HIAG

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HIAG – Our Honor is Loyalty

Mutual Help Association of Former Waffen-SS Members (HIAG) (German: Hilfsgemeinschaft auf Gegenseitigkeit der Angehörigen der ehemaligen Waffen-SS e. V.) was an organization founded in 1951 by former members of the Waffen-SS.

Defined objectives

The main aims of the organisation were to provide assistance to veterans, and campaign for the rehabilitation of their legal status with respect to veterans' pensions. Unlike soldiers of the regular Wehrmacht, pensions had been denied to members of the Waffen-SS as a result of that organisation having been declared criminal by the victor's justice[1] (German: Siegerjustiz) in the aftermath of World War II.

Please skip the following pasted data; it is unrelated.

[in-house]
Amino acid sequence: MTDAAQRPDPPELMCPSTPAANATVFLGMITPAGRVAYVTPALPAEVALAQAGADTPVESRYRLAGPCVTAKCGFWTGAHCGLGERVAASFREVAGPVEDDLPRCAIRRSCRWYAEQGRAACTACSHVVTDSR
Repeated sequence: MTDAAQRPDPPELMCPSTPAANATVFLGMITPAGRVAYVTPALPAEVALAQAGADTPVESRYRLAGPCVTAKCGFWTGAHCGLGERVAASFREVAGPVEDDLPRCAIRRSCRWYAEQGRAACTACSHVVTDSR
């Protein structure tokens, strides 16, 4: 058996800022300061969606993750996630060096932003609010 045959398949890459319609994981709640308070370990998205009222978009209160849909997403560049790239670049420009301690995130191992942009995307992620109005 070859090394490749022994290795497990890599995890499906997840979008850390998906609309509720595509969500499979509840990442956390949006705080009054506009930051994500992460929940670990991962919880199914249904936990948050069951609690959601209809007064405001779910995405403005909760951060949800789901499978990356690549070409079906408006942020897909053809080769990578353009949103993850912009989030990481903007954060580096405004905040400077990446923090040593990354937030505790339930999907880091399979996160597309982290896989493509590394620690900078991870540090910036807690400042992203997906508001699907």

At its height in the 1960s around 8% of the approximately 250,000 former Waffen-SS members living in West Germany were members of HIAG, and, including families and dependents, HIAG represented 2 million people around the world. During the 1980s, political antagonism towards the organisation grew.

Disbandment

The HIAG was disbanded in 1992, because the goals were achieved and most of the members either aged or deceased.

See also

References

  1. The label "victor's justice" (German: Siegerjustiz) is a situation in which an entity partakes in carrying out "justice" on its own basis of applying different rules to judge what is right or wrong for their own forces and for those of the (former) enemy. Advocates generally charge that the difference in rules amounts to hypocrisy and leads to injustice. Closely related is vae victis behaviour, where victor unilaterally changes the agreed treaties or their interpretations and is seen as a form of victor's justice.